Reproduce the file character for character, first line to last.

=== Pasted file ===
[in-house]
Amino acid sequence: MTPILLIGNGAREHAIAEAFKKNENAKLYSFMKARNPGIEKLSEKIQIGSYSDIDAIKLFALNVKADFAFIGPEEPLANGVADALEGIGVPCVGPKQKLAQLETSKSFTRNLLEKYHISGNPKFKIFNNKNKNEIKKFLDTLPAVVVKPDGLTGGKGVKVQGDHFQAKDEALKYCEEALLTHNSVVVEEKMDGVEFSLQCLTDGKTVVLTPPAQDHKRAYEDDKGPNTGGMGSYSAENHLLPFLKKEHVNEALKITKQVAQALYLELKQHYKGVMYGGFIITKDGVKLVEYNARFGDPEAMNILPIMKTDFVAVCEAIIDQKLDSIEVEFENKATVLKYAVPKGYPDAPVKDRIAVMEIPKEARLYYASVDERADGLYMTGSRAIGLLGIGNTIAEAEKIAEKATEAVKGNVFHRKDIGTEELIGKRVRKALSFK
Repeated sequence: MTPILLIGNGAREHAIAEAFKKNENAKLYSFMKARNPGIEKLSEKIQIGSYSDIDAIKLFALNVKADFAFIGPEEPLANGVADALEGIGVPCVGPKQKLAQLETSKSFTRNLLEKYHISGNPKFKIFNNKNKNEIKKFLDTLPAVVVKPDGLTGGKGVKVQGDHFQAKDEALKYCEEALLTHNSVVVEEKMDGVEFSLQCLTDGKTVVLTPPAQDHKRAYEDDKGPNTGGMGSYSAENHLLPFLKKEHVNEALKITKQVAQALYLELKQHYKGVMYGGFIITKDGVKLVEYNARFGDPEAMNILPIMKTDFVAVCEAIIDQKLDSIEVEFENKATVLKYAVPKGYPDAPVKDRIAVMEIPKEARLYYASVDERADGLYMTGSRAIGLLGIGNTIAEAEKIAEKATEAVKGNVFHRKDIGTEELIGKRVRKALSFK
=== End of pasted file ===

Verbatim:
[in-house]
Amino acid sequence: MTPILLIGNGAREHAIAEAFKKNENAKLYSFMKARNPGIEKLSEKIQIGSYSDIDAIKLFALNVKADFAFIGPEEPLANGVADALEGIGVPCVGPKQKLAQLETSKSFTRNLLEKYHISGNPKFKIFNNKNKNEIKKFLDTLPAVVVKPDGLTGGKGVKVQGDHFQAKDEALKYCEEALLTHNSVVVEEKMDGVEFSLQCLTDGKTVVLTPPAQDHKRAYEDDKGPNTGGMGSYSAENHLLPFLKKEHVNEALKITKQVAQALYLELKQHYKGVMYGGFIITKDGVKLVEYNARFGDPEAMNILPIMKTDFVAVCEAIIDQKLDSIEVEFENKATVLKYAVPKGYPDAPVKDRIAVMEIPKEARLYYASVDERADGLYMTGSRAIGLLGIGNTIAEAEKIAEKATEAVKGNVFHRKDIGTEELIGKRVRKALSFK
Repeated sequence: MTPILLIGNGAREHAIAEAFKKNENAKLYSFMKARNPGIEKLSEKIQIGSYSDIDAIKLFALNVKADFAFIGPEEPLANGVADALEGIGVPCVGPKQKLAQLETSKSFTRNLLEKYHISGNPKFKIFNNKNKNEIKKFLDTLPAVVVKPDGLTGGKGVKVQGDHFQAKDEALKYCEEALLTHNSVVVEEKMDGVEFSLQCLTDGKTVVLTPPAQDHKRAYEDDKGPNTGGMGSYSAENHLLPFLKKEHVNEALKITKQVAQALYLELKQHYKGVMYGGFIITKDGVKLVEYNARFGDPEAMNILPIMKTDFVAVCEAIIDQKLDSIEVEFENKATVLKYAVPKGYPDAPVKDRIAVMEIPKEARLYYASVDERADGLYMTGSRAIGLLGIGNTIAEAEKIAEKATEAVKGNVFHRKDIGTEELIGKRVRKALSFK